“When I first heard about this, I thought, ‘Oh, you guys have read too many novels,’” Horwood said. “But then it worked.”
Cazes had been indicted on racketeering, narcotics and identity-theft related charges. Federal prosecutors Wednesday filed a civil forfeiture complaint against Cazes and his wife’s assets. These include a BMW motorcycle, a Lamborghini Aventador sportscar, condos and homes around the world, as well as a hotel in Thailand.
Cazes also had millions of dollars in cryptocurrency, which has been seized by federal authorities.
Criminal complaints in South Carolina and Florida have also been filed against suspected AlphaBay vendors, Horwood said. More complaints are likely to be filed as investigators follow leads related to business conducted on the two sites, she said.
AlphaBay was accessed using Tor — a browser popular among activists, dissidents, journalists and others who seek to hide their identities online. The site made use of the cryptocurrencies Bitcoin, Monero and Ethereum, and also used Reddit, encryption, VPN and other network proxies to conduct business.
It was chiefly used for illegal narcotics sales, Horwood said, although it also served purveyors of illegal weapons and identity thieves. Stolen credit card numbers, hacking tools and toxic chemicals, for example, were among the goods being sold.
AlphaBay provided users with ways to mask transfers of digital currency payments, according to the federal indictment naming Cazes. But otherwise it functioned much like Ebay or other e-commerce sites. Users had accounts. They were able to search items by popularity. They could provide positive and negative feedback about vendors, the indictment said.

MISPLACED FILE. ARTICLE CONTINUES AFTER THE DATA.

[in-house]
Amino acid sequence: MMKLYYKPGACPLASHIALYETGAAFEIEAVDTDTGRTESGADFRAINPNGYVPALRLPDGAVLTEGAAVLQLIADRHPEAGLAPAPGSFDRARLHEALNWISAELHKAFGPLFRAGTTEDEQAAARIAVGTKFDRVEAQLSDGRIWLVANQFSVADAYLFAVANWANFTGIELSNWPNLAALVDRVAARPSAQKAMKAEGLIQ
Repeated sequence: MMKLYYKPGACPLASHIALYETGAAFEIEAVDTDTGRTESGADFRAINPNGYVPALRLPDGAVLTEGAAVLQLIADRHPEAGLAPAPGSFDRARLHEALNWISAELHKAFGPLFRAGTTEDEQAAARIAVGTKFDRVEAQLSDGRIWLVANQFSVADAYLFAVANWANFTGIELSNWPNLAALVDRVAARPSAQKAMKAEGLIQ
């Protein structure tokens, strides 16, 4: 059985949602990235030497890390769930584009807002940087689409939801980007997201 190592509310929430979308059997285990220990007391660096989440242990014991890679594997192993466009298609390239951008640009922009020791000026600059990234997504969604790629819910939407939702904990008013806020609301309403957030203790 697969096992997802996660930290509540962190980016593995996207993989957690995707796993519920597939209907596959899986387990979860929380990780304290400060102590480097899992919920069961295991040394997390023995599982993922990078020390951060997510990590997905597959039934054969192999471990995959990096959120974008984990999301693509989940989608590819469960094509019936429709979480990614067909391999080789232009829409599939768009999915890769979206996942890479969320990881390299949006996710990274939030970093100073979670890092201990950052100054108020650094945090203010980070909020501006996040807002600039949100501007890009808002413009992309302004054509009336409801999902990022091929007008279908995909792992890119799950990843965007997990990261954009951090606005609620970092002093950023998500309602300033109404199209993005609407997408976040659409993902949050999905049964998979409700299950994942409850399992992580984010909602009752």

The indictment said that AlphaBay’s members and associates included residents of Merced and Fresno counties.
In a news release, Justice Department officials said that AlphaBay has been connected to drug overdoses. It said an AlphaBay staff member had once claimed that the site served 40,000 vendors and more than 200,000 users.
The release quoted Atty. Gen. Jeff Sessions calling the bust “likely one of the most important criminal investigations of the year” and stating, “The dark net is not a place to hide.”
But Bonakdar, Cazes’ attorney, said that while AlphaBay was clearly a conduit for contraband, prosecutors had overstated the volume of business on the site in an effort to build their case against Cazes.
“There are 16 counts in the indictment and not one of them says he was actually involved in any transactions. It says he operated a website,” the defense lawyer said.
In addition to Europol, Dutch and Thai police, Lithuanian, Canadian, French and British authorities also took part in the operation. In the United States, Drug Enforcement Administration, FBI and IRS investigators also participated.
7:20 p.m. This article was updated to include comments from Alexandre Cazes’ attorney, Roger Bonakdar.
2:30 p.m.: This article was updated to include comment from Robert Gehl, a University of Utah associate professor.
12:05 p.m.: This article was updated with the indictment’s allegation that AlphaBay’s members and associates included residents of Merced and Fresno counties.
11:55 a.m.: This article was updated with additional reporting about the sting and comment from Lauren Horwood.
This article was originally published at 8:05 a.m.